The National Purity Congress : Its Papers, Addresses, Portraits
New York: Arno Press, 1976.
Illustrated by Illustrated. Reprint. Hardcover. Very Good- with no dust jacket. Item #15108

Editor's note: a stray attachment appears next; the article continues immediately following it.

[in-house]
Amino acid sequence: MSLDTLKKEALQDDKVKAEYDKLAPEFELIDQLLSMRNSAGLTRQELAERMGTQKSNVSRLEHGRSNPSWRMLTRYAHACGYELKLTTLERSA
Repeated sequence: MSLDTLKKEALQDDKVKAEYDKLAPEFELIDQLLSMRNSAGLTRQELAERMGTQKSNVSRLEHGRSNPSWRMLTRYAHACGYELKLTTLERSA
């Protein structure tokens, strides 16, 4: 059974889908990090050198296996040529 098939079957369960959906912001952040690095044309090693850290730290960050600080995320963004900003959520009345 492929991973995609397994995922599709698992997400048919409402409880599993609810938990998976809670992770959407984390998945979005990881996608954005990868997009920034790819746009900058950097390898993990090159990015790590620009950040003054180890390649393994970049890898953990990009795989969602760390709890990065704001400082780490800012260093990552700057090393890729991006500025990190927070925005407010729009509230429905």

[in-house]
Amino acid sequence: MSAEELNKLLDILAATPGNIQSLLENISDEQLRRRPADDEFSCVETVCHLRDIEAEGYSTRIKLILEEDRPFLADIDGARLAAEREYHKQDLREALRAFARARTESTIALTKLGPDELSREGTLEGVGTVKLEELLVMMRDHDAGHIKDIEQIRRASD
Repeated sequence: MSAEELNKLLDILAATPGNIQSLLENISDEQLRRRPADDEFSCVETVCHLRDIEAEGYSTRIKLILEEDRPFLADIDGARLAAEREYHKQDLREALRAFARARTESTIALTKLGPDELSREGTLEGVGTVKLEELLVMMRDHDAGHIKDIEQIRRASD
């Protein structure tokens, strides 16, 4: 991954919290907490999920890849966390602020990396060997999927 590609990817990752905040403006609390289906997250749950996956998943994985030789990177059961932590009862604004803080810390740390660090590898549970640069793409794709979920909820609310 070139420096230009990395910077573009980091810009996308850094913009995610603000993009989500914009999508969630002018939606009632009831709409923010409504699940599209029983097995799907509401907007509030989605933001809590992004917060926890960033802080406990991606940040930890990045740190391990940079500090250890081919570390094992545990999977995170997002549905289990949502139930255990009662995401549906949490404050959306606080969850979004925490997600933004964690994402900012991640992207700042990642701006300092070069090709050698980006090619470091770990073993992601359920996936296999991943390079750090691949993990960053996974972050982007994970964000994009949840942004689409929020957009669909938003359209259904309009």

Library stamps/marks/labels/pocket/slip, one ink margin note, otherwise light wear. Solid hardcover.; Facsimile reprint of the 1896 edition, New York: The American Purity Alliance, of The National Purity Congress ; its papers, addresses, portraits : an illustrated record of the papers and addresses of the First National Purity Congress, held under the auspices of the American Purity Alliance, in the Park Avenue Friends' meeting house, Baltimore, October 14, 15, and 16, 1895. "We meet to-day in our first National Purity Congress. Our objects are: The repression of vice, the prevention of its regulation by the State, the better protection of the young, the rescue of the fallen, to extend the White Cross work among men, and to proclaim the law of purity as equally binding upon men and women. Purity is fundamental in its importance. There can be no true manhood, no true womanhood except as based upon its law. There can be no security for the home, no home life in its best sense except as it is based upon the law of purity. Of the need of such a congress, the prevalence of purity everywhere, so conspicuous in our large centres of population, abundantly testifies. In the Old World, vice, in many countries, is regulated by the State; it is legalized as a trade; it is a shocking system of practical slavery for dependent women and girls, who are made its victims. It gives rise to an unholy traffic in girlhood; it occasions untold degradation on the part of women; it is a standing menace to the home. The relation between our own country and the Old World, now so intimate, makes it impossible for us in America to be indifferent to the social conditions which obtain in Europe. Law itself is a great educator for good or for ill. When the State assumes to license and legalise vice it educates downward. In America we do not have nominally State regulation of vice. We do have a good deal of tolerated vice. Here, as in Europe, dependent women and girls are greatly exposed to vicious influences. With starvation wages, the woman's extremity becomes the vicious man's opportunity." - Opening Address by Aaron M Powell, President, American Purity Alliance. "From 1870 to the formation of the American Purity Alliance there was developed in Boston, New York, Philadelphia, Baltimore, and other cities what were called moral education societies. The organization of the American Purity Alliance in 1895, brought these moral education societies and similar bodies together in one organization the leadership of which was entrusted to Aaron M. Powell." Report of the first national congress of a significant progressive era organization dedicated to raise secular public morality, combat white slavery, prohibit legalized vice, and increase social welfare reform efforts. ; Social Problems And Social Policy--The American Experience; xvi, 453, (2), 2 ad pages.